BTC Loses Steam, High Fees and Volatility to Blame
High transaction fees and increased volatility of Bitcoin force Valve to drop support for the digital currency.
Top online game distribution platform Steam will no longer accept Bitcoin as a payment method, announced game company and distributor Valve via blog post today. The company cited “high fees and volatility in the value of Bitcoin” as the reasons behind the decision.
Steam has been an early adopter of Bitcoin, following a partnership between Valve and Bitpay in April 2016 to integrate Bitcoin into Steam. This was when the cryptocurrency was priced at around $460 – a pittance compared to its current value, hovering close to the $14,000 mark.
Explaining the motivating factors behind the move, Valve pointed out that Bitcoin transaction fees have shot up to as much as $20 per transaction, “compared to roughly $0.20 when we initially enabled Bitcoin”. Valve has no way to control these fees, which can raise the costs of games to unreasonably high amounts that have to be shouldered by customers. In addition, the volatility of Bitcoin can also adversely affect the platform’s own revenue if the price of Bitcoin suddenly drops.
Noting that while the cryptocurrency has a history of volatility, Valve goes on to state that “the degree of volatility has become extreme in the last few months, losing as much as 25% in value over a period of days”. Bitcoin’s bull run in 2017 has been marked by significant dips in price, following events such as China’s crackdown on cryptocurrencies and the cancelation of the SegWit2x upgrade (which resulted in a 29% drop in price, followed by an abrupt recovery).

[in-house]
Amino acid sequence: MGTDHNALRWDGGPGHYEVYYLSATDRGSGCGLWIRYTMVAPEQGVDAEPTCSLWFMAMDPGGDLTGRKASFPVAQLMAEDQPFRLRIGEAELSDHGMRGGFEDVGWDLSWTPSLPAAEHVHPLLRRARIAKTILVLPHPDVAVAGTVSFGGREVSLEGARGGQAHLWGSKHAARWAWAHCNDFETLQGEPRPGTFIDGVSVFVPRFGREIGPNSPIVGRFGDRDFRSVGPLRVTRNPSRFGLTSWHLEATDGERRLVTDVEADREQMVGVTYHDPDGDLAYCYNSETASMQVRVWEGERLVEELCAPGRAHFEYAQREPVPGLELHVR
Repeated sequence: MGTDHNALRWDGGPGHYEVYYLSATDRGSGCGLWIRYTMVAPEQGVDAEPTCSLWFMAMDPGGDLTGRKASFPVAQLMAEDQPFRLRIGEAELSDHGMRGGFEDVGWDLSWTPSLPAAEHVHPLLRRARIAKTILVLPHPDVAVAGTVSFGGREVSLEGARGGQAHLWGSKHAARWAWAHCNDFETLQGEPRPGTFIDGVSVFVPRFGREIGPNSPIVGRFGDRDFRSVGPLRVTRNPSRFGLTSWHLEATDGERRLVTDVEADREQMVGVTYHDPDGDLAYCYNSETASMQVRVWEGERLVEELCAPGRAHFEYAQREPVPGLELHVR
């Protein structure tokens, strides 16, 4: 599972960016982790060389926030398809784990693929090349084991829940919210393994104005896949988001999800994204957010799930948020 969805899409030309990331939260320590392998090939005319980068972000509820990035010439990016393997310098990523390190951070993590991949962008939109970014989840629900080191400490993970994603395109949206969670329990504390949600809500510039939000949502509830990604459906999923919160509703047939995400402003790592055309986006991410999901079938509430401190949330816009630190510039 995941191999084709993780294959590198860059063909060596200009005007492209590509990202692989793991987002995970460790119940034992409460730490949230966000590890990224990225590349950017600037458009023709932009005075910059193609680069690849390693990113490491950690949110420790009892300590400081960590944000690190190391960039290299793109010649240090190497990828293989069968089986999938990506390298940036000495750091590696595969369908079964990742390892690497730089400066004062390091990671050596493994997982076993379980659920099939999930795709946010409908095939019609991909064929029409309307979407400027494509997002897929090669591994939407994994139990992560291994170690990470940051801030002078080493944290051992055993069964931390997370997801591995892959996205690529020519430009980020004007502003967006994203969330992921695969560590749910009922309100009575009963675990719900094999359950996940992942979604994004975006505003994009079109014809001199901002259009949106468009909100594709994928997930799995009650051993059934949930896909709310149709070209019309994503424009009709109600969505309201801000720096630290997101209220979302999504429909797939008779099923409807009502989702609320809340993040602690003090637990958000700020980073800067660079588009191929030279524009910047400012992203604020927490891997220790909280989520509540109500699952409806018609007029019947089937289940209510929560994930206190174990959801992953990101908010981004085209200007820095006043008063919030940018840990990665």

Since the value of Bitcoin is “only guaranteed for a certain period of time”, if a transaction is not completed within that time frame, the value of the agreed upon BTC can fluctuate greatly, leaving either customers or Valve to cover the difference. Even if that were acceptable, the increase in fees makes this arrangement highly impractical.
The Bitcoin community has long rallied to get the cryptocurrency included among accepted payment methods for popular platforms, and it doesn’t get bigger than Steam when it comes to video games, making this a disappointing development for the supporters of the world’s most popular cryptocurrency. However, while the blog post did emphasize that Bitcoin fees are untenable at present, it did not entirely rule out the possibility of reintegrating the cryptocurrency in the future:
“We may re-evaluate whether Bitcoin makes sense for us and for the Steam community at a later date.”
At present, however, Steam is focusing on working with customers to resolve any pending issues related to underpayments or transaction fees. Whether Steam chooses to accept an alternative cryptocurrency with lower transaction fees in the future remains to be seen.